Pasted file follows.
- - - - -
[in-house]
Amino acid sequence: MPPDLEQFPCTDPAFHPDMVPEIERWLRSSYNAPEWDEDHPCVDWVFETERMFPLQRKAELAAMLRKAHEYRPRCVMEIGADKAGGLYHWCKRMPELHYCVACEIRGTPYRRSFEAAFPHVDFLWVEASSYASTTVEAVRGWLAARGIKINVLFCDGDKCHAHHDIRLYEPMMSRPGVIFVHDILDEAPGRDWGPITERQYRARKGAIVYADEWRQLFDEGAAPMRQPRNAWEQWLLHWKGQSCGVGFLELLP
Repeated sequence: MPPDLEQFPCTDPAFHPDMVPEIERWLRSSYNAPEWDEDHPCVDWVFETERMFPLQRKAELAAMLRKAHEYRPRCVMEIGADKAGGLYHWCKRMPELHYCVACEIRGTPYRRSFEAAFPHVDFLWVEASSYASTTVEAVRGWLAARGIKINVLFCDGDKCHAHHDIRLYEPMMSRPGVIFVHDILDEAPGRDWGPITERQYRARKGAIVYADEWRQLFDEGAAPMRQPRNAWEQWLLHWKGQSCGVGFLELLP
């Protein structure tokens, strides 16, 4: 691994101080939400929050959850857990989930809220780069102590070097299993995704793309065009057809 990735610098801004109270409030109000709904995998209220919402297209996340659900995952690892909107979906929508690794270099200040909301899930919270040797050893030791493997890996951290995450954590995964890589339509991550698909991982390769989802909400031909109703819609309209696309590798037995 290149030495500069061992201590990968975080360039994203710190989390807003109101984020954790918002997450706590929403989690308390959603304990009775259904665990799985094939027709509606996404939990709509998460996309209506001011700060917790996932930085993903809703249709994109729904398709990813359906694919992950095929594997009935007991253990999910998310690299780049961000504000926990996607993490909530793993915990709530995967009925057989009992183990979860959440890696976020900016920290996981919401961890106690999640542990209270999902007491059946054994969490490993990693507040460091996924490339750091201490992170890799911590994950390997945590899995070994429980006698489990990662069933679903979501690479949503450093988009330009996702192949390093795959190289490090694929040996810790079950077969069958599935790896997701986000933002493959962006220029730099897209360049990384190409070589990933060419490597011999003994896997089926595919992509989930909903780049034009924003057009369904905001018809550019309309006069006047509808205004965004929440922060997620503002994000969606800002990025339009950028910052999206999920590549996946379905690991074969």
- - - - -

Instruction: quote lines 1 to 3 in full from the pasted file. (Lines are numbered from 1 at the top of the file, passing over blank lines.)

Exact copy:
[in-house]
Amino acid sequence: MPPDLEQFPCTDPAFHPDMVPEIERWLRSSYNAPEWDEDHPCVDWVFETERMFPLQRKAELAAMLRKAHEYRPRCVMEIGADKAGGLYHWCKRMPELHYCVACEIRGTPYRRSFEAAFPHVDFLWVEASSYASTTVEAVRGWLAARGIKINVLFCDGDKCHAHHDIRLYEPMMSRPGVIFVHDILDEAPGRDWGPITERQYRARKGAIVYADEWRQLFDEGAAPMRQPRNAWEQWLLHWKGQSCGVGFLELLP
Repeated sequence: MPPDLEQFPCTDPAFHPDMVPEIERWLRSSYNAPEWDEDHPCVDWVFETERMFPLQRKAELAAMLRKAHEYRPRCVMEIGADKAGGLYHWCKRMPELHYCVACEIRGTPYRRSFEAAFPHVDFLWVEASSYASTTVEAVRGWLAARGIKINVLFCDGDKCHAHHDIRLYEPMMSRPGVIFVHDILDEAPGRDWGPITERQYRARKGAIVYADEWRQLFDEGAAPMRQPRNAWEQWLLHWKGQSCGVGFLELLP